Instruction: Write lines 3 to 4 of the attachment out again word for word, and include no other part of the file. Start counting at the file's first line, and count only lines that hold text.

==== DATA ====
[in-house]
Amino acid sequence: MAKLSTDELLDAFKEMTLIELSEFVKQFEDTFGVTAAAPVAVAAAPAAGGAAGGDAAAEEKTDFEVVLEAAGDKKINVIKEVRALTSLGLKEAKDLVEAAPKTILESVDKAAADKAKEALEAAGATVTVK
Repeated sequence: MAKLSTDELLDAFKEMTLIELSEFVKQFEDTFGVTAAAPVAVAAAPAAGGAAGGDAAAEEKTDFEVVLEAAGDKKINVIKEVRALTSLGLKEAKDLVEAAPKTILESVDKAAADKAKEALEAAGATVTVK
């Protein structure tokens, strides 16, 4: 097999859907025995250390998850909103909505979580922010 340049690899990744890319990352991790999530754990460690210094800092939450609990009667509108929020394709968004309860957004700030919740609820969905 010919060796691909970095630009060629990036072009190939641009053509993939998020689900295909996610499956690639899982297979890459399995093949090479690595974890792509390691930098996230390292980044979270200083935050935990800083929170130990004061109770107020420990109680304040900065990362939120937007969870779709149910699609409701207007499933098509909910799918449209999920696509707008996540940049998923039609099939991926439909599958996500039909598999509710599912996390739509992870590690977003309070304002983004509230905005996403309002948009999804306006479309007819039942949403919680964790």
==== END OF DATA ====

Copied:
Repeated sequence: MAKLSTDELLDAFKEMTLIELSEFVKQFEDTFGVTAAAPVAVAAAPAAGGAAGGDAAAEEKTDFEVVLEAAGDKKINVIKEVRALTSLGLKEAKDLVEAAPKTILESVDKAAADKAKEALEAAGATVTVK
């Protein structure tokens, strides 16, 4: 097999859907025995250390998850909103909505979580922010 340049690899990744890319990352991790999530754990460690210094800092939450609990009667509108929020394709968004309860957004700030919740609820969905 010919060796691909970095630009060629990036072009190939641009053509993939998020689900295909996610499956690639899982297979890459399995093949090479690595974890792509390691930098996230390292980044979270200083935050935990800083929170130990004061109770107020420990109680304040900065990362939120937007969870779709149910699609409701207007499933098509909910799918449209999920696509707008996540940049998923039609099939991926439909599958996500039909598999509710599912996390739509992870590690977003309070304002983004509230905005996403309002948009999804306006479309007819039942949403919680964790």